Per recent twitter reports, two bitcoin coders from different countries have successfully achieved international lightning payment via radio waves.

Traditionally, the lightning network is known as payment protocol which lies on top of blockchain network like bitcoin. But the recent tweets from prominent bitcoin developers confirms that it is now possible to make bitcoin transactions via radio waves .

The transaction between Rodolfo Novak, co-founder of bitcoin hardware startup CoinKite, also a developer and Bloomberg columnist Elaine Ou marked as first of its kind international payment. Apparently, they were able to transfer bitcoin from Toronto, Canada – to- San Francisco, California.

With this radio waves are not just limited to listen music or broadcast any shows but have proved to be useful in enhancing the bitcoin payment transactions

However, this is not the first time the developers have opened up this topic for discussion, Ou and Szabo presented the idea in 2017 at the Scaling Bitcoin conference in San Francisco. Perhaps this idea was initially proposed by Nick Szabo, inventor of the smart contract.

Although developers at that time claimed this model to be helpful in building bitcoin resistance to partition attacks researchers argue could potentially be used to attack the network.

Bottom line, the internet is not the only means to transfer data. In the age modern technology, these radio waves could prove to be immensely helpful to send data from one part of the world to another. Furthermore, quoting the typical use case where it can be useful, developers said that,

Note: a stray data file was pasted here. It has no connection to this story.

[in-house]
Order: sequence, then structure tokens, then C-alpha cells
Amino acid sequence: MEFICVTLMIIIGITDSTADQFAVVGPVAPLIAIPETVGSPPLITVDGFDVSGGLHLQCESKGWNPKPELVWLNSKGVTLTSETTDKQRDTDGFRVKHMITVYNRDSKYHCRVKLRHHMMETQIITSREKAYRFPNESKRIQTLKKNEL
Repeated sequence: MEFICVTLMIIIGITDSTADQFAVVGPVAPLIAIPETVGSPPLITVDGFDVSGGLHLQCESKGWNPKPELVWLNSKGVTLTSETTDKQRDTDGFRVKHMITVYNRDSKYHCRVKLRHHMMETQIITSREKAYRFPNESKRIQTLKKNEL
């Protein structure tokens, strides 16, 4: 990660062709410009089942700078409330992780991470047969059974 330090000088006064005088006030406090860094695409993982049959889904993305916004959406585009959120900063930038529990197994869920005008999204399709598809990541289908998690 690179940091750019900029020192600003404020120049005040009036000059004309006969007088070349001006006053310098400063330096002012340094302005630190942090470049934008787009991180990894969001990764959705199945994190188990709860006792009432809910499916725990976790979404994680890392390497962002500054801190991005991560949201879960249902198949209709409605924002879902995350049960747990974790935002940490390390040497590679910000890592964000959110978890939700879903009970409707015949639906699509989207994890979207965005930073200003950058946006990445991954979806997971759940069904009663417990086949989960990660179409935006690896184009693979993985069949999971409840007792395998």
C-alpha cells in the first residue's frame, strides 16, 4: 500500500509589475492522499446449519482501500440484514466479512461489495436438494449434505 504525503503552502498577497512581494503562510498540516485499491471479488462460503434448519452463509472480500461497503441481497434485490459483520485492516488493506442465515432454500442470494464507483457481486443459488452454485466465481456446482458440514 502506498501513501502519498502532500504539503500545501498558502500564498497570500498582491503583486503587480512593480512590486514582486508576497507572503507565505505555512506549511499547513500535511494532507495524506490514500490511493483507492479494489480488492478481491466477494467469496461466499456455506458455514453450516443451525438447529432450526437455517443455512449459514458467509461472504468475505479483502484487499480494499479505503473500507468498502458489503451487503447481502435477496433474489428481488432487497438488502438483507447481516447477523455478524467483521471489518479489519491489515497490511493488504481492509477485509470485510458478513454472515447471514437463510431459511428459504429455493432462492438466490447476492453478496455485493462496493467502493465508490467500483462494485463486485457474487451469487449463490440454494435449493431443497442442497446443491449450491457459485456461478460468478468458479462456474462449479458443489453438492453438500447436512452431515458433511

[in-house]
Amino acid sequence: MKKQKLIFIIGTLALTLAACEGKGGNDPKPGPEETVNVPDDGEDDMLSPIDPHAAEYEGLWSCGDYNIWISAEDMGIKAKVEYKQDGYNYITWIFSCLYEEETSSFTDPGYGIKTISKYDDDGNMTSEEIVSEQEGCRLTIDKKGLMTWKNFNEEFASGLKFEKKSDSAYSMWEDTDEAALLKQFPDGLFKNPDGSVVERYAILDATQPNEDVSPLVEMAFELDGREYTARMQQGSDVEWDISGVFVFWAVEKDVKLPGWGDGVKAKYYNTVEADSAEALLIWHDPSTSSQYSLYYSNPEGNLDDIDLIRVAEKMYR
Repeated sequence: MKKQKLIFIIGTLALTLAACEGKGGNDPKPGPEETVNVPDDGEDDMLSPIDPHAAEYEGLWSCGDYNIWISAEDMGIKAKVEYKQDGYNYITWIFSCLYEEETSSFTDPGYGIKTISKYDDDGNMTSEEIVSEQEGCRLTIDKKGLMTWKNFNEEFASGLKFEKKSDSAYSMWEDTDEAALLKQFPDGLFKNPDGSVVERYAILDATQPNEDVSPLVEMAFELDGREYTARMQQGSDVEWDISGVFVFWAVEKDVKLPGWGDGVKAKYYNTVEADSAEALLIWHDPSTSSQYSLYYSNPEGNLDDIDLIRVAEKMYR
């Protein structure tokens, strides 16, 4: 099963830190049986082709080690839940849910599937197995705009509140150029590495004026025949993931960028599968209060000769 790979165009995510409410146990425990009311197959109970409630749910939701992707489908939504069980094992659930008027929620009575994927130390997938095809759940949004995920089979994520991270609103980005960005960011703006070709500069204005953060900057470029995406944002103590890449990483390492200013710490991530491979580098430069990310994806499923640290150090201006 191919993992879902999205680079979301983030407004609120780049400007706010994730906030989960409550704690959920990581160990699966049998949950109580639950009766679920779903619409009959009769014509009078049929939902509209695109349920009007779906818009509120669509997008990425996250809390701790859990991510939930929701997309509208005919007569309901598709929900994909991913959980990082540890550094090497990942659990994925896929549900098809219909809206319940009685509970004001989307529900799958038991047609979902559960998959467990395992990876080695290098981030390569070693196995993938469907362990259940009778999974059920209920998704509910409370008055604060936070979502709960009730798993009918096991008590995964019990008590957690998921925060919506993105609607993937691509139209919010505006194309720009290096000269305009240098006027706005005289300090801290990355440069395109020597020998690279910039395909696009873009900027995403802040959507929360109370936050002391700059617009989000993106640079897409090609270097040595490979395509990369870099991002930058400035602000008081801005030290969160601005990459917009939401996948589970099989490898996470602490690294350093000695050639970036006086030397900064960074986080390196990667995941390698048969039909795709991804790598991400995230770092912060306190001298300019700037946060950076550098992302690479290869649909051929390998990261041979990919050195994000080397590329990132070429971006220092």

In case China decides to censor bitcoin via the Great Firewall, or places like North Korea where there is no internet at all

Although, the idea seems pretty exciting, its still a impracticable solution as it turns out both the parties had coordinated everything online before sending the radio signals.

Also, discussing the major challenges, developers said that, “the equipment is currently the hard part: You need a radio that supports these frequencies. The cheapest way is with a software-defined radio, which is about $200 for something that can transmit low-power signals or thousands for a high-power transmitter “

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